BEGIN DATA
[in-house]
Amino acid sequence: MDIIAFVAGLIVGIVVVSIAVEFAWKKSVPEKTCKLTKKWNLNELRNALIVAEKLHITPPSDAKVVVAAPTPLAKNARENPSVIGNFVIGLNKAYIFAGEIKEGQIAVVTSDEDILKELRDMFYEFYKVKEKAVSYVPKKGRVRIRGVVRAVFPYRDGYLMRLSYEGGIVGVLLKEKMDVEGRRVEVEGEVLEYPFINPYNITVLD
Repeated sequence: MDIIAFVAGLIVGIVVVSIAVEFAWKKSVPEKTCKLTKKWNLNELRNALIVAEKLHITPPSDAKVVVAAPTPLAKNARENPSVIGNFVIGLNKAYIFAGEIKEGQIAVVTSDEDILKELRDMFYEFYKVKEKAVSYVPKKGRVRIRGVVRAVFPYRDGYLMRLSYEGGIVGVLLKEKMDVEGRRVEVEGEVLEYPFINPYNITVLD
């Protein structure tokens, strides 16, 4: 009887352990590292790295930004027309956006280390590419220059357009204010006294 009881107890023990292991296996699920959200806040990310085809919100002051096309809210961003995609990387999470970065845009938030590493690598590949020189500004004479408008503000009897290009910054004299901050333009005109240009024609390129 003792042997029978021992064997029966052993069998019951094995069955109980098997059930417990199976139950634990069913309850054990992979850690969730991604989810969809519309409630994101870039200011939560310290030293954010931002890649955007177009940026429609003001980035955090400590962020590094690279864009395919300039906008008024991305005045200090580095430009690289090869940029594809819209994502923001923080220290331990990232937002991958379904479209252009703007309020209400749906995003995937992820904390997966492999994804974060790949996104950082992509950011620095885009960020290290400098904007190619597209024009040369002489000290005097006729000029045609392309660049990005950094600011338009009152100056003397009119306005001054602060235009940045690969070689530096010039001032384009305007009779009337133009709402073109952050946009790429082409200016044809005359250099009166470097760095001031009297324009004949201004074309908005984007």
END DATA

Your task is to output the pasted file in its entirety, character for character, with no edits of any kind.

[in-house]
Amino acid sequence: MDIIAFVAGLIVGIVVVSIAVEFAWKKSVPEKTCKLTKKWNLNELRNALIVAEKLHITPPSDAKVVVAAPTPLAKNARENPSVIGNFVIGLNKAYIFAGEIKEGQIAVVTSDEDILKELRDMFYEFYKVKEKAVSYVPKKGRVRIRGVVRAVFPYRDGYLMRLSYEGGIVGVLLKEKMDVEGRRVEVEGEVLEYPFINPYNITVLD
Repeated sequence: MDIIAFVAGLIVGIVVVSIAVEFAWKKSVPEKTCKLTKKWNLNELRNALIVAEKLHITPPSDAKVVVAAPTPLAKNARENPSVIGNFVIGLNKAYIFAGEIKEGQIAVVTSDEDILKELRDMFYEFYKVKEKAVSYVPKKGRVRIRGVVRAVFPYRDGYLMRLSYEGGIVGVLLKEKMDVEGRRVEVEGEVLEYPFINPYNITVLD
């Protein structure tokens, strides 16, 4: 009887352990590292790295930004027309956006280390590419220059357009204010006294 009881107890023990292991296996699920959200806040990310085809919100002051096309809210961003995609990387999470970065845009938030590493690598590949020189500004004479408008503000009897290009910054004299901050333009005109240009024609390129 003792042997029978021992064997029966052993069998019951094995069955109980098997059930417990199976139950634990069913309850054990992979850690969730991604989810969809519309409630994101870039200011939560310290030293954010931002890649955007177009940026429609003001980035955090400590962020590094690279864009395919300039906008008024991305005045200090580095430009690289090869940029594809819209994502923001923080220290331990990232937002991958379904479209252009703007309020209400749906995003995937992820904390997966492999994804974060790949996104950082992509950011620095885009960020290290400098904007190619597209024009040369002489000290005097006729000029045609392309660049990005950094600011338009009152100056003397009119306005001054602060235009940045690969070689530096010039001032384009305007009779009337133009709402073109952050946009790429082409200016044809005359250099009166470097760095001031009297324009004949201004074309908005984007």